This summer, as a New Job gift to myself, I caved and purchased the Symmetry Goods Parker Scarf from Of a Kind. I’m not the luxury accessory type, so $225 isn’t usually a price tag that makes its way into my wardrobe. But my empathy for emerging designers is high, my affinity for accessories that do double duty is strong, and these two things combined just grew exponentially over a nine-month duration between the original point of discovery and the breaking point of purchase.
It’s been one of my best purchases, ever, though. It’s traveled with me, protecting me from getting over-ACed with recycled airplane air; it’s doubled as my impromptu shoulder bag, hiding my outside-food from movie theater employees. It’s been a less-than-normal simple scarf I’ve worn with jeans and everydaywear, and is a total staple for me now.
Back at CTN I had a sad moment when I discovered that one of the grommets in the scarf detached itself, so I tweeted my dismay (This is a really articulately designed, fine crafted thing, so the detachment is really odd.), expecting to have to find a DIY fix to repair it myself. Instead, I got a ping from Ted at Symmetry Goods, who offered to fix it! For free!
I once bought a BCBG handbag and the handle came off. I made a special trip into the boutique in the city to be told I was shit outta luck. A free repair from a brand is a good deal, a kind gesture, and a move that should be noted by other emerging designers.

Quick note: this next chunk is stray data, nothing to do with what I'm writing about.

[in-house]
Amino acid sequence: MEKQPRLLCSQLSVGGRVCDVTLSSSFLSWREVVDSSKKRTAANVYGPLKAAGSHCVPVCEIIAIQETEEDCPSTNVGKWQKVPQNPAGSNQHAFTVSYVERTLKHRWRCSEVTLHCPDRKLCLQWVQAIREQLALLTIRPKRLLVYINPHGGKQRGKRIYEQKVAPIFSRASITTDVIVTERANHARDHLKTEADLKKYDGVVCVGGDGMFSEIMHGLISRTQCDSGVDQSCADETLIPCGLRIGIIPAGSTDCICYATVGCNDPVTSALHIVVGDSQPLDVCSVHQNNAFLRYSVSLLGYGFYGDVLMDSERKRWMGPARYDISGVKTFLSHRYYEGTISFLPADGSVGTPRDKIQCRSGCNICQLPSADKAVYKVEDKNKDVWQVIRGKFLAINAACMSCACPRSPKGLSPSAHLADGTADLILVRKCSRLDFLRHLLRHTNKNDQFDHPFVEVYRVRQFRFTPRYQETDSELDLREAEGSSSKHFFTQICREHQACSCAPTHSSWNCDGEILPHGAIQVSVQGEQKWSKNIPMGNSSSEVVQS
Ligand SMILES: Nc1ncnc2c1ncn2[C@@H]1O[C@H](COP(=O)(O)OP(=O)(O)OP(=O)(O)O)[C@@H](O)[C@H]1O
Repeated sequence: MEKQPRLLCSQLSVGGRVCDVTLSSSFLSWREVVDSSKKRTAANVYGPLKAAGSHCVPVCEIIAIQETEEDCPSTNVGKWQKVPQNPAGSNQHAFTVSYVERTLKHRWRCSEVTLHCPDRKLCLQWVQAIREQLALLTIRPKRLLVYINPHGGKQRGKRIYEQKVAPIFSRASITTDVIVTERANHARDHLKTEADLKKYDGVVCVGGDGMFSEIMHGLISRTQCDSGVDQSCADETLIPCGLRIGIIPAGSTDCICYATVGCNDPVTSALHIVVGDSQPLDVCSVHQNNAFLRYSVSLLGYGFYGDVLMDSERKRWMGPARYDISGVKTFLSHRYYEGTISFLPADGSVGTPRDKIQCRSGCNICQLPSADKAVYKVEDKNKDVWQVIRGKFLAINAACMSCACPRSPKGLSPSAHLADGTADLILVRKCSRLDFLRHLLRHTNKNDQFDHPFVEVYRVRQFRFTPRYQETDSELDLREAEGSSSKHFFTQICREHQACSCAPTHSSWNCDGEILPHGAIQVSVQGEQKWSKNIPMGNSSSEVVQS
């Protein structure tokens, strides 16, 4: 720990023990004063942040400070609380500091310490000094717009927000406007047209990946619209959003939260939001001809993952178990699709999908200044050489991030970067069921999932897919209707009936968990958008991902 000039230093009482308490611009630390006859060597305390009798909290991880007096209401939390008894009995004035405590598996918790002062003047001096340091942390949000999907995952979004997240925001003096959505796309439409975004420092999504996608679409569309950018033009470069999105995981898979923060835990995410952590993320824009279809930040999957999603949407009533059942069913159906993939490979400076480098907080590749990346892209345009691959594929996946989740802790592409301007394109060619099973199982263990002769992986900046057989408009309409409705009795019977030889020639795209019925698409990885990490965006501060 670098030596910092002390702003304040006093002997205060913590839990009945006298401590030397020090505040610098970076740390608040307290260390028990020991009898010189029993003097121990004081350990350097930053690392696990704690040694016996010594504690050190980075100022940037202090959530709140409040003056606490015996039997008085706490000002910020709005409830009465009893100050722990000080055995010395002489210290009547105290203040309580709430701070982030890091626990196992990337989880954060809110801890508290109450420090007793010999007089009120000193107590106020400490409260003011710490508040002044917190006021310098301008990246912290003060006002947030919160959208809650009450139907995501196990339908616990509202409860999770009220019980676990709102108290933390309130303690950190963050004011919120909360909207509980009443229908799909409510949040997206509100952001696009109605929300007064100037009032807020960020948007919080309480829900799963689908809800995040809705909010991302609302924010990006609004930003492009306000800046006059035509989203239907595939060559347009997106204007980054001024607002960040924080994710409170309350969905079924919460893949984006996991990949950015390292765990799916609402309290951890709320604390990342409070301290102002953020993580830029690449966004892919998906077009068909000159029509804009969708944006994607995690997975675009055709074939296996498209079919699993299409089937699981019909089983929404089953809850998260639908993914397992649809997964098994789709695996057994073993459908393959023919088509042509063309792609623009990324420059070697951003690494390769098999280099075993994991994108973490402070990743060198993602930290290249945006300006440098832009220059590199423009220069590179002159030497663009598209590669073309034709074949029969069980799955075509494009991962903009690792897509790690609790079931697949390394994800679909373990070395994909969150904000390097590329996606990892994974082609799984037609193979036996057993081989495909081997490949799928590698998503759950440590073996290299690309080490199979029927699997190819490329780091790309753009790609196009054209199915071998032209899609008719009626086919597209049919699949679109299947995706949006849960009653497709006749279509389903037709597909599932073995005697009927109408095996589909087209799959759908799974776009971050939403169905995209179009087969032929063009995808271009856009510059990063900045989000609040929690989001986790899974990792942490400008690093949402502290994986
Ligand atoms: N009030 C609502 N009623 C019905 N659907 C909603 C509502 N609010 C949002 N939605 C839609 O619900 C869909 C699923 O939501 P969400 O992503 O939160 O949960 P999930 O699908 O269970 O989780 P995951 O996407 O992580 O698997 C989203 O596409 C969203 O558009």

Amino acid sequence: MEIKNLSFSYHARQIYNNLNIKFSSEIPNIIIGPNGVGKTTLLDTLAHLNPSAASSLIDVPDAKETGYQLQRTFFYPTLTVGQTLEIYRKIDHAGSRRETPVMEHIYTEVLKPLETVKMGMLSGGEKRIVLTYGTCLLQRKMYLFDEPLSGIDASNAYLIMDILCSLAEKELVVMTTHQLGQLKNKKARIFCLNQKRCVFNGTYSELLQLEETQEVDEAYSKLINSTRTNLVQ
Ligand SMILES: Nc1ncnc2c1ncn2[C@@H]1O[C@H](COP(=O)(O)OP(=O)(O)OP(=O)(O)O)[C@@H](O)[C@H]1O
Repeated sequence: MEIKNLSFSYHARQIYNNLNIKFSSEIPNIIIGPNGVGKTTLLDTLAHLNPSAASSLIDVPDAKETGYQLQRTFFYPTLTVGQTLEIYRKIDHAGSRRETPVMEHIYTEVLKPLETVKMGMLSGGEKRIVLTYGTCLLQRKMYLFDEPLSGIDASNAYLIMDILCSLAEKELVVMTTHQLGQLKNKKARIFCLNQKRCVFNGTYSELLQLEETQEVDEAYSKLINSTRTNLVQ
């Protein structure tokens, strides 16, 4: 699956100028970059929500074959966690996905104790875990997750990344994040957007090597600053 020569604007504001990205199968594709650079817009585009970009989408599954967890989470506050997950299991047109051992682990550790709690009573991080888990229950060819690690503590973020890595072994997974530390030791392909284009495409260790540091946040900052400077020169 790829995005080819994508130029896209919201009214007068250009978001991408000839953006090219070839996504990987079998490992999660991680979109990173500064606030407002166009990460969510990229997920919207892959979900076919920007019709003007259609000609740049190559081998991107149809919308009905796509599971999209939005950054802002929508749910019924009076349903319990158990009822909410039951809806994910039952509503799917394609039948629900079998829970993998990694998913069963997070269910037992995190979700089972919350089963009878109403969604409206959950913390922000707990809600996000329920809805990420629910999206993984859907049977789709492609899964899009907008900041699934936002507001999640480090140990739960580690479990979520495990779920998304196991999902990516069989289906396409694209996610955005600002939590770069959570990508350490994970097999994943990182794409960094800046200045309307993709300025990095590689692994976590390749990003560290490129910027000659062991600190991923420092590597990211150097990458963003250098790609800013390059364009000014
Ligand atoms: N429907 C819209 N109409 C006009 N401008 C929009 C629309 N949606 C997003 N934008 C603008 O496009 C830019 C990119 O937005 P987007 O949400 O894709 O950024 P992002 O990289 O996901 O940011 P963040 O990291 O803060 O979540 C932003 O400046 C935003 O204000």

The scarf returned to me yesterday, and instead of just doing a quick patch-up of the grommet, Ted and his wife Gena (who comprise Symmetry Goods) replaced the entire corner piece with more ikat fabric, meaning I now have a one-of-a-kind Symmetry Goods scarf. (And it’s like new – I can’t even identify the original offending corner.) Now I’m even more in love with this scarf and devoted to this brand than I ever expected to be. This just affirms why I’m so much more willing to spend on new and indie brands: They are typically at a size where they can care about their customers, and doing things like fixing your purchase shows how they actively invest in their customer relationships.
There are multiple things about the Parker scarf that I love, but I think the reason why it consistently makes it into my outfit rotation is because it is casual without sacrificing an ounce of craftspersonship. (The Parker is made of Japanese fabric, thankyouverymuch.) Ted was reading my mind as we conversed over Twitter, because he sent along a preview of a Symmetry Goods’ Spring/Summer collection that is full of casual, classy, cool scarfery. My favorites below, with multiple stylings of course. Click here for the full gallery.
Mathews: rectangle, 2 fabrics, fringe, carabiner-based hardware.
Conrad: reversible bandana, carabiner-based hardware.
Wheldon: indigo hand dyed, carabiner-based hardware.
Dixon: transforming square scarf, carabiner-based hardware.
Turner: square, fastens with ring buckle.
P.S. I totally think Katniss would wear the Turner.